I'd be happy to compare numbers for the best hardware folks want to specify, from the shelf or not.

Bob Stuart 

March 21, 2010  "I would point out that the "DNA" helix (twisting rope ladder) without compressible strength would also tend to pull the machine down from the sky, however it may be that upward/downwind thrust would always be greater." Doug Selsam

PS: "P.S. I might point out that "the twist method" is the ONLY method actually used in millions of real wind turbines today. In reality, it's not just "A method", It's "THE method". In fact it is so common and taken for granted that I don't know if anyone has seen the need to name it before! :)" Doug Selsam

March 21, 2010 "There are being considered some wide multi-sub-tether schemes with three-rung-per-station segment with axial segmental struts to give compression strength when occasionally needed; smart tethering may well play a part that communicates with lifting bodies and generator or pump load-taking. JpF

March 17, 2010

While I applaud the micro independent individual set up, I do envision larger applications. The time is nigh, the weather is breaking and the fun begins; I do hope for a breakthrough on the tether front: some inside the box, some outside the circle and others off planet thinking will help us there.

Can you make a numeric list of what's available in the young art of tethers, then maybe we can explore each from there, DaveS?  All ears hears. 

March 17, 2010

Some actual achievements of torsional tether in AWE in its water analogue are several.

  • DaveS has a video up of a short groundGen driven by water turbine through a flexible drive shaft. 

Airborne turbines driving short flexible torsion tethers can be understood:

  • Spinning tails driving an aloft small generator
  • Doug Selsam has a segmented series of lifted rotors driving a multipart tether to drive groundGen.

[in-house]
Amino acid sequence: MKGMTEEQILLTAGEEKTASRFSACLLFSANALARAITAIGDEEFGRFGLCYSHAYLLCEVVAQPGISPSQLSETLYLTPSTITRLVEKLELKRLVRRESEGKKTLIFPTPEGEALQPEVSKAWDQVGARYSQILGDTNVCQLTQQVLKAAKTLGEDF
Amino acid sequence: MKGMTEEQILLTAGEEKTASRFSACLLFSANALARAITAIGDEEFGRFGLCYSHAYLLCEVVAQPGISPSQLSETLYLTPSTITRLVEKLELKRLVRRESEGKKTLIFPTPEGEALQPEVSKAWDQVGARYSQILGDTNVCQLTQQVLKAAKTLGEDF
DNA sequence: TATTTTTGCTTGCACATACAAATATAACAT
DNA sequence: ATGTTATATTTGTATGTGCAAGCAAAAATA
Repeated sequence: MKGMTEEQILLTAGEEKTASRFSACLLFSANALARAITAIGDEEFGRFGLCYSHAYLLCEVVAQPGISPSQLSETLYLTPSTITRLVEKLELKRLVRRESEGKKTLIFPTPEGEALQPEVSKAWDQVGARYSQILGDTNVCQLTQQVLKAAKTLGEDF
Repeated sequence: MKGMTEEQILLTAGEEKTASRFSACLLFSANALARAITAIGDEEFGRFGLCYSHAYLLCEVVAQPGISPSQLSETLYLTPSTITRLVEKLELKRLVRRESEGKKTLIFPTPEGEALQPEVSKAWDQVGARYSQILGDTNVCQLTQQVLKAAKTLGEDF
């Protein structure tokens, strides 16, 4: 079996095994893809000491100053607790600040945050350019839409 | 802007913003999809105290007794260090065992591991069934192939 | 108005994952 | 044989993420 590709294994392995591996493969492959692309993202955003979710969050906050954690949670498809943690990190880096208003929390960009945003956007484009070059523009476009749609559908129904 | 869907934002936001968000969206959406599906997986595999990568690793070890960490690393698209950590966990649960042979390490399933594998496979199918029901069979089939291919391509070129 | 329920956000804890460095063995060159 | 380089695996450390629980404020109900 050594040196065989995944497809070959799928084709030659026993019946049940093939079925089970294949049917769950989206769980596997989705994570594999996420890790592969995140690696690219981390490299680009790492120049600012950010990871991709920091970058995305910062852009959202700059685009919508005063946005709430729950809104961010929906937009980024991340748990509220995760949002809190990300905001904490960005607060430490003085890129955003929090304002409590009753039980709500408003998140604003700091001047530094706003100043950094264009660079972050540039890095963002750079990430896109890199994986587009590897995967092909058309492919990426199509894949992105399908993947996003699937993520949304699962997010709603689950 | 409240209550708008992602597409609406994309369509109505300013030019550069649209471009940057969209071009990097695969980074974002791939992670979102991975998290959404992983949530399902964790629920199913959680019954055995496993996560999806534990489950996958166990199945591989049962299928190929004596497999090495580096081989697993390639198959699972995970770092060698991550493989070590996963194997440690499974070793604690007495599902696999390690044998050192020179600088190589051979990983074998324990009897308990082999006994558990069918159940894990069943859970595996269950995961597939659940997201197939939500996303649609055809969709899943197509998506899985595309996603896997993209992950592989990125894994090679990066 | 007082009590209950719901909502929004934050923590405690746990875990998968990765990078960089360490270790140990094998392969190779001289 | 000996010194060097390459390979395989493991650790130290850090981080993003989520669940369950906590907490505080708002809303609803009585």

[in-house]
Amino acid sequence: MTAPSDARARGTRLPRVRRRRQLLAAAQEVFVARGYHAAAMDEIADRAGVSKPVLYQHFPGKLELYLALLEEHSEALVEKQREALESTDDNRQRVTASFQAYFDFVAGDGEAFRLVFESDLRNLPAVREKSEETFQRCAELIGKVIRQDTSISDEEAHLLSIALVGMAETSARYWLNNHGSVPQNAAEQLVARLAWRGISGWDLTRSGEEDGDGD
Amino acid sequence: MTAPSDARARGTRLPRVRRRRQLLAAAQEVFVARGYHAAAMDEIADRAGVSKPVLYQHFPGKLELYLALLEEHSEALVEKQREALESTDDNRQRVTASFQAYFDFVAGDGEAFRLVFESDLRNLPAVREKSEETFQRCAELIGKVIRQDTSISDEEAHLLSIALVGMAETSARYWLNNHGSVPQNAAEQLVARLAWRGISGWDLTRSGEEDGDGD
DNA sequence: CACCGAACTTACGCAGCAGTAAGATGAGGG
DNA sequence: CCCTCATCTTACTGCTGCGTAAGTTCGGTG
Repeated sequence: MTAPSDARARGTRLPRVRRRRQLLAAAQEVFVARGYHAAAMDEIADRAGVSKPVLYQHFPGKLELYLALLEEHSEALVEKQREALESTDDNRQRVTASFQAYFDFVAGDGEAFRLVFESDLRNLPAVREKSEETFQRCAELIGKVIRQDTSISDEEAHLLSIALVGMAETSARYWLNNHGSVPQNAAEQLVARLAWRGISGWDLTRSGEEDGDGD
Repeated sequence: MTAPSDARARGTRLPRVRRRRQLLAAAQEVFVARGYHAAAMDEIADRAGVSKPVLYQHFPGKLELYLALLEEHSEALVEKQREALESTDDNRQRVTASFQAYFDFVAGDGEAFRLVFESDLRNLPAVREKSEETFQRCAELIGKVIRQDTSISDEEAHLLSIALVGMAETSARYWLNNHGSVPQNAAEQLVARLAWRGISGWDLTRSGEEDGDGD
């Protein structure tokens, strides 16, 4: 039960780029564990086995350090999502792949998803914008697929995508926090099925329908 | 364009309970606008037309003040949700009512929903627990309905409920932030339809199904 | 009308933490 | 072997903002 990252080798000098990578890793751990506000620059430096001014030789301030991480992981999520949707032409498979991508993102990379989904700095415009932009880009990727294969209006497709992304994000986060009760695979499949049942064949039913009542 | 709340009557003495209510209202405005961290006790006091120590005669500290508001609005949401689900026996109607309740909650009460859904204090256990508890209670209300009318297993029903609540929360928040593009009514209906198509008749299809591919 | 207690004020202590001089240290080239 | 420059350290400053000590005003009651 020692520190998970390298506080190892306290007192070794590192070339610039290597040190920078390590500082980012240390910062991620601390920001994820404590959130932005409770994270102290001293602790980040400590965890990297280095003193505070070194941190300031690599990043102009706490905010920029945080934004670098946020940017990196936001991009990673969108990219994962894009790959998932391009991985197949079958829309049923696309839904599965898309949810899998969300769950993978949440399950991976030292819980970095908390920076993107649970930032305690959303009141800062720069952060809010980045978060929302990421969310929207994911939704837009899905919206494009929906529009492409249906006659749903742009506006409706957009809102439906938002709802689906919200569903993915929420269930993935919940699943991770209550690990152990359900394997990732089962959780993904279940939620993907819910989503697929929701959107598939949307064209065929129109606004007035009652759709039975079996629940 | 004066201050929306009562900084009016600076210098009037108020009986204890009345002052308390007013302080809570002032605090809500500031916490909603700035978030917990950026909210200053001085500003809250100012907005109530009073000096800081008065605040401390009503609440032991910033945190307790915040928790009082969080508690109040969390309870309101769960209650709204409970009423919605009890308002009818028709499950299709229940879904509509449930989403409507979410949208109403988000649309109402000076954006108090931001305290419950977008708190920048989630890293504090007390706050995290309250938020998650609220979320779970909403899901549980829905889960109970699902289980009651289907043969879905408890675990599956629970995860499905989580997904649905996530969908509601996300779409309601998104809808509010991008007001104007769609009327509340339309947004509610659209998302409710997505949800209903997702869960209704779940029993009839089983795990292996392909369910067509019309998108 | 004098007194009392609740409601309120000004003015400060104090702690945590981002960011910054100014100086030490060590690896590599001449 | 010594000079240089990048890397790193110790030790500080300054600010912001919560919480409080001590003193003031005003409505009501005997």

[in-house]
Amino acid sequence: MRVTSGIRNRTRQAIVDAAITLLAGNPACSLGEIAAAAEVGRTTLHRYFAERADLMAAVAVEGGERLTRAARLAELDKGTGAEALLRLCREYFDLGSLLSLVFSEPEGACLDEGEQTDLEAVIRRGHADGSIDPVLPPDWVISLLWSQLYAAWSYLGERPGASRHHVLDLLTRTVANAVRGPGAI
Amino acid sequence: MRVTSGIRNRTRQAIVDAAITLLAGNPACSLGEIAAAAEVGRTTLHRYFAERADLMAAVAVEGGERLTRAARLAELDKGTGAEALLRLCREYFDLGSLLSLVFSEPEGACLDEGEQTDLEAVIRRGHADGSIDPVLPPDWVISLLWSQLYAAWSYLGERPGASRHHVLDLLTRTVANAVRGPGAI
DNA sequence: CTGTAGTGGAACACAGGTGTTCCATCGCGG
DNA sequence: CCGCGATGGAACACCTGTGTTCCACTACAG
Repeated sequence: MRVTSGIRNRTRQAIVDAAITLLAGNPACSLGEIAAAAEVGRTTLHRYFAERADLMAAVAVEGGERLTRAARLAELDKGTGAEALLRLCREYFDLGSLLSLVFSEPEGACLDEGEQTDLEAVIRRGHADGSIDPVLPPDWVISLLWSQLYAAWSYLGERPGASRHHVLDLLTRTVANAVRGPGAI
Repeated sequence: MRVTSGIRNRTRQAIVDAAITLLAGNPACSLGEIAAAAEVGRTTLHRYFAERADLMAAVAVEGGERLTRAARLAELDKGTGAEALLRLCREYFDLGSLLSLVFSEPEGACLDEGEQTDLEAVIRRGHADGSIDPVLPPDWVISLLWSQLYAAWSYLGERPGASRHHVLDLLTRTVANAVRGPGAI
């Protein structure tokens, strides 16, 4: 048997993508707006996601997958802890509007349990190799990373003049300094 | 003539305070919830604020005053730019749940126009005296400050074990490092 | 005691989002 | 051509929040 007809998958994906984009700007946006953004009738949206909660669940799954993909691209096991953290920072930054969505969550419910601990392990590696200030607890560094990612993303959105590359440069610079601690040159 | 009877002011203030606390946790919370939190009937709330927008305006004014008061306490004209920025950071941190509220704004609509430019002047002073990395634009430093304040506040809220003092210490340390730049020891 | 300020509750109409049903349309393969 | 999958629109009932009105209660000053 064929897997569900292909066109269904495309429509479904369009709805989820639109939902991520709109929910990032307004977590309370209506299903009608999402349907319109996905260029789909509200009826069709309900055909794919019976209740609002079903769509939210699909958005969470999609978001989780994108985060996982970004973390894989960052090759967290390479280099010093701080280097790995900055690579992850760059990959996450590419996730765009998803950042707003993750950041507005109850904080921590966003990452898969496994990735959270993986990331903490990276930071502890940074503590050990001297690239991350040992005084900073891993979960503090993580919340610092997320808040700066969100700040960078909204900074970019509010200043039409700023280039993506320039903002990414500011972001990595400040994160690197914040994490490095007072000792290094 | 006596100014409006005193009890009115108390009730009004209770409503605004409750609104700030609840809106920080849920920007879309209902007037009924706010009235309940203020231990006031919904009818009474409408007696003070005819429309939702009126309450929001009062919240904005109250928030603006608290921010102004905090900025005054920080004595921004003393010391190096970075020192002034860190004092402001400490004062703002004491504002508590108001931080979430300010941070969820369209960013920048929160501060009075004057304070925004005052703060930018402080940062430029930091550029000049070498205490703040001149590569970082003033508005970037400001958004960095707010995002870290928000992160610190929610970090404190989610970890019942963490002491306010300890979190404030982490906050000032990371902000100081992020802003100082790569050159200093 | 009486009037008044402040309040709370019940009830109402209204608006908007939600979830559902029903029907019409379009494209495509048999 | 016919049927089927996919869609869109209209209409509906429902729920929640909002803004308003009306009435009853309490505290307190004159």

• Doug Selsam also instructs large diameter working tethers of various sorts.
  • And Doug Selsam  instructs in his patent large diameter open-mesh Darrieus structures that double as a tether to two anchors, one out and one near.
  • View the KiteGen carousel as a complex set of tethers twisting a large ground-plate or ring to drive either ring generator or central generator shaft. Here the tether set is made of separated ropes.  The kite elements turn the tether elements around and around; the groundGen mines that turning and relieves the twisting; meanwhile, the tether elements are each not going through local twist.

March 17, 2010
The gyro with the counter-rotating rotors is an interesting concept . . . there is a tail-less helicopter known as a "Manx" that uses concentric counter-rotating rotors . . . like the radio controlled toy.
Piasecki built a helicopter with inter-meshing, counter-rotating rotors . . . that concept allow for gigantic rotors and it also allows for each drive-shaft to drive a flexible torque-tube or twist-drive mechanism that could carry power to ground-level alternators. 


Doug Selsam holding generator receiving torque from pilot-kited series of rotors
 twisting-turning the shaft of the generator.  SuperTurbineŽ




In ten AWECS scales (microAWE to free-flight) what are the potentials of aloft twisting of tethers in order to have tether untwisting drive ground generators?  What are the challenges? The theoretical limits of effective energy generation from such a method category? 

In early 2009 such twist method was listed in a methods collection for AWE online (now seated in AWE Sector).  It might be easy to quit the quest with fears of torsional-knotting-tangle failures. However, a comprehensive analysis of the category may be worthy of attention.

Spiraling kites, looping kites, in-tether rotors, helicity gobblers, spinning kites, barrel-rolling kites, off-end-reel let-outs, rotating tails-twist piped to main tether, etc. can put extra twist in kite-held or aerostat-held tethers.  If twist is deliberately designed to enter into an AWECS tether with deliberate intention of mining that tether twist for doing ground work, then what are the possibilities for practical execution?  What materials at what scale?  Niche uses?